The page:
In case you missed it:
- Dogs identified as “pit bulls” are welcome again in Gardendale, AL. The city council voted to eliminate its breed ban. It joins other cities which have recently done the same. Banning dogs based on how they look is immoral. It is also ineffective. That’s not just my opinion; it’s science.
- A Florida county went from killing 21,000 cats a year to “about 3,000 because of the Trap, Neuter and Release program.” That’s still thousands too many, but it is moving in the right direction. TNR works.
- A lawsuit has been filed by a local SPCA in California against the owners of pet stores and an Iowa organization for violating the law against selling commercially-bred (i.e., “puppy mill”) animals. California requires pet stores to provide rescue animals only. The lawsuit claims that the two are “laundering” puppies by having the Iowa organization masquerade “as a non-profit animal rescue organization even though it actually acquires purebred and designer puppies that are only a few weeks old from puppy mills… and then conveys those puppies to pet stores for profit.’”
- This week marked the 131st anniversary of the death of the man who launched the humane movement in North America. On March 12, 1888, Henry Bergh, the founder of the first SPCA in the U.S. died. For two decades, Bergh had taken to the streets of New York in order to protect animals.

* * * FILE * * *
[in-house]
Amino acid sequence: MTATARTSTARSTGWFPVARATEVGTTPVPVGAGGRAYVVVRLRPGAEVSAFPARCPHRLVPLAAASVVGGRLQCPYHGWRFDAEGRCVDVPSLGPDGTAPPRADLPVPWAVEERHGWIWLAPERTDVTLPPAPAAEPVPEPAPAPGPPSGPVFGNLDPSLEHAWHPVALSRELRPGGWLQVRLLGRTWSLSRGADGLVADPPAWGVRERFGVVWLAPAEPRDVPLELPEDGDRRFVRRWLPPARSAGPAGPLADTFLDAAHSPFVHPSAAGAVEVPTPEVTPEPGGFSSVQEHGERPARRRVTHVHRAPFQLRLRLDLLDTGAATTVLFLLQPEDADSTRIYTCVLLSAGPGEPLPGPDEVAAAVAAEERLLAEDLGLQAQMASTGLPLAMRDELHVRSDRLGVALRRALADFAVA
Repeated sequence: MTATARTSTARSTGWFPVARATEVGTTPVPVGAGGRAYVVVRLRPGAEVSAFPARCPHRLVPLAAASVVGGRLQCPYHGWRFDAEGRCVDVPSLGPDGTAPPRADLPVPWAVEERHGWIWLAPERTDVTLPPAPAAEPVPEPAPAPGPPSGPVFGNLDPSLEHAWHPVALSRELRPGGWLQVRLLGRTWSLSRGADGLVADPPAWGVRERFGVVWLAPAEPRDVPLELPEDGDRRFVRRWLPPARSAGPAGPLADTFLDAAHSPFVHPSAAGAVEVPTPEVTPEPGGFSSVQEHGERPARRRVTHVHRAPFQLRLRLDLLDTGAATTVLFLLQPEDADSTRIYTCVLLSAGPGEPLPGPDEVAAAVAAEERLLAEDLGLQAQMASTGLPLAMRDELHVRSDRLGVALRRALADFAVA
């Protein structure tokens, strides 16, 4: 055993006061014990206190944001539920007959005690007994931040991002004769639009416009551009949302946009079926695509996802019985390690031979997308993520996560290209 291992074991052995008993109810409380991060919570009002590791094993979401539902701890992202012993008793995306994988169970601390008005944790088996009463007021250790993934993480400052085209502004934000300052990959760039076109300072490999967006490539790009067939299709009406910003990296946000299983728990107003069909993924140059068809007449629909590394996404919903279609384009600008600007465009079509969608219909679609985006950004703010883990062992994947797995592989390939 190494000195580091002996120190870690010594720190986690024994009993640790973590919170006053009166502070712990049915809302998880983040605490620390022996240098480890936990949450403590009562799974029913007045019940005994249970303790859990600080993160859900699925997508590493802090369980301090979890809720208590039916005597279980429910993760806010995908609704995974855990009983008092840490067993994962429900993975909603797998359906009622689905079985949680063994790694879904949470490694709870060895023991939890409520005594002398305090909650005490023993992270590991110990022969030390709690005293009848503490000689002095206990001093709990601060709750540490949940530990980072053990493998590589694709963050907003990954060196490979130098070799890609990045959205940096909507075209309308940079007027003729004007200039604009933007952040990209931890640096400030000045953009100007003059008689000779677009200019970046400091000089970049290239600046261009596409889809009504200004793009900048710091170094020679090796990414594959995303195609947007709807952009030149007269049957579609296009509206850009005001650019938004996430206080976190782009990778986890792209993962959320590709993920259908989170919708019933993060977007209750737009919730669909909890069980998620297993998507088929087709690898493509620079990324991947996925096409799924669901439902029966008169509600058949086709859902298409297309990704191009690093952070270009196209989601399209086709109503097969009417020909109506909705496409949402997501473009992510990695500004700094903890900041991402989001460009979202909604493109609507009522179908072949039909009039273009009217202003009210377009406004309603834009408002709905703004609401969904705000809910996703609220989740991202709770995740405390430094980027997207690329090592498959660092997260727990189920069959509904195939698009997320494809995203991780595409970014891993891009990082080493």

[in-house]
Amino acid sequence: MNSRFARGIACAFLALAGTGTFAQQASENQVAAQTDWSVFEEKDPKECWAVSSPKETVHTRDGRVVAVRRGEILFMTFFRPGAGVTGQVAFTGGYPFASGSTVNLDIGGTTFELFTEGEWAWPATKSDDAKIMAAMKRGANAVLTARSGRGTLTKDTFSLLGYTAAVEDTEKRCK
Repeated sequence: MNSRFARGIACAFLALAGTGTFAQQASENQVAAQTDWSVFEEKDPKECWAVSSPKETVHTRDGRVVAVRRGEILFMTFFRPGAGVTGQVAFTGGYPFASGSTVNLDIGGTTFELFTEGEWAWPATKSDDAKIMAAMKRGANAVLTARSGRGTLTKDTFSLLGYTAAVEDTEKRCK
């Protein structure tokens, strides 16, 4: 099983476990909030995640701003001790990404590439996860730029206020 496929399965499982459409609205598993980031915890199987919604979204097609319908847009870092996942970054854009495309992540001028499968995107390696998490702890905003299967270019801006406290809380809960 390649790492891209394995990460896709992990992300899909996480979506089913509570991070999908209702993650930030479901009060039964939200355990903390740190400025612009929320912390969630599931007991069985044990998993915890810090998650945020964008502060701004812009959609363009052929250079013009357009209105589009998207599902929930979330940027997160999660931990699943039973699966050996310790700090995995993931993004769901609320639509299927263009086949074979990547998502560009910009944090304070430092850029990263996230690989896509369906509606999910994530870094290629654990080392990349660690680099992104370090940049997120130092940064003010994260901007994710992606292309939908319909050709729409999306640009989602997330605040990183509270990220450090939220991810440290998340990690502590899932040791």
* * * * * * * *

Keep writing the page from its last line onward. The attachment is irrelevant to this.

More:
And finally, the ASPCA is lobbying for animals to die. The ink is not yet dry on New York State shelter reform legislation, the bill doesn’t even have a number yet, and Matt Bershadker, the ASPCA’s CEO, is already spending donor funds to kill it. By contrast, Delaware passed similar legislation in 2010, resulting in placement rates of over 90% of animals. Indeed, the Delaware Office of Animal Welfare, the state agency that oversees Delaware’s shelters, writes that the law “has saved thousands of animals that would have otherwise been euthanized due to outdated policies and practices.” Austin, TX, did the same and places 98% of dogs and 96% of cats. Muncie, IN, passed it and places 99% of animals. The ASPCA is working to ensure that the animals of New York State do not enjoy the same protections, the same care, the same outcomes.
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